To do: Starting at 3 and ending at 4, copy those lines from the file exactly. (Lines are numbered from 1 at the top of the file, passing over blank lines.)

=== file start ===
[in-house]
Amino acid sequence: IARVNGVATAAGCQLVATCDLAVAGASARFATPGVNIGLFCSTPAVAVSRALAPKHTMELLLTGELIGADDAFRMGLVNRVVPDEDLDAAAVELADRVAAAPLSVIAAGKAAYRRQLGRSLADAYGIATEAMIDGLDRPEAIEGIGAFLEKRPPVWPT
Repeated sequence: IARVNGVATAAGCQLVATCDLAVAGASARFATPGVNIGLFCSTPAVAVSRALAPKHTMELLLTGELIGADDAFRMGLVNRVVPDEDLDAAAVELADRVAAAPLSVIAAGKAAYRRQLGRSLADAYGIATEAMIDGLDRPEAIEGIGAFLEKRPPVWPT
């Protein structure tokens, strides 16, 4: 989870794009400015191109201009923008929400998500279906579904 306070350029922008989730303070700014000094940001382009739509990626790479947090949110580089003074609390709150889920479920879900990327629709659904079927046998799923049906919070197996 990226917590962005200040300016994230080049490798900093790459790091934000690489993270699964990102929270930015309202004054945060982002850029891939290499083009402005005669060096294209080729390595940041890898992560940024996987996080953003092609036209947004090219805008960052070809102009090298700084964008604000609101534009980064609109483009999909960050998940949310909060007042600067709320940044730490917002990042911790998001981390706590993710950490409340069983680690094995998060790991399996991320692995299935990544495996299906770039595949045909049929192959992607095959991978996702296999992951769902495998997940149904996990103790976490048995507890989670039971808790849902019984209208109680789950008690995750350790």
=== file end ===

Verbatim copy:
Repeated sequence: IARVNGVATAAGCQLVATCDLAVAGASARFATPGVNIGLFCSTPAVAVSRALAPKHTMELLLTGELIGADDAFRMGLVNRVVPDEDLDAAAVELADRVAAAPLSVIAAGKAAYRRQLGRSLADAYGIATEAMIDGLDRPEAIEGIGAFLEKRPPVWPT
């Protein structure tokens, strides 16, 4: 989870794009400015191109201009923008929400998500279906579904 306070350029922008989730303070700014000094940001382009739509990626790479947090949110580089003074609390709150889920479920879900990327629709659904079927046998799923049906919070197996 990226917590962005200040300016994230080049490798900093790459790091934000690489993270699964990102929270930015309202004054945060982002850029891939290499083009402005005669060096294209080729390595940041890898992560940024996987996080953003092609036209947004090219805008960052070809102009090298700084964008604000609101534009980064609109483009999909960050998940949310909060007042600067709320940044730490917002990042911790998001981390706590993710950490409340069983680690094995998060790991399996991320692995299935990544495996299906770039595949045909049929192959992607095959991978996702296999992951769902495998997940149904996990103790976490048995507890989670039971808790849902019984209208109680789950008690995750350790």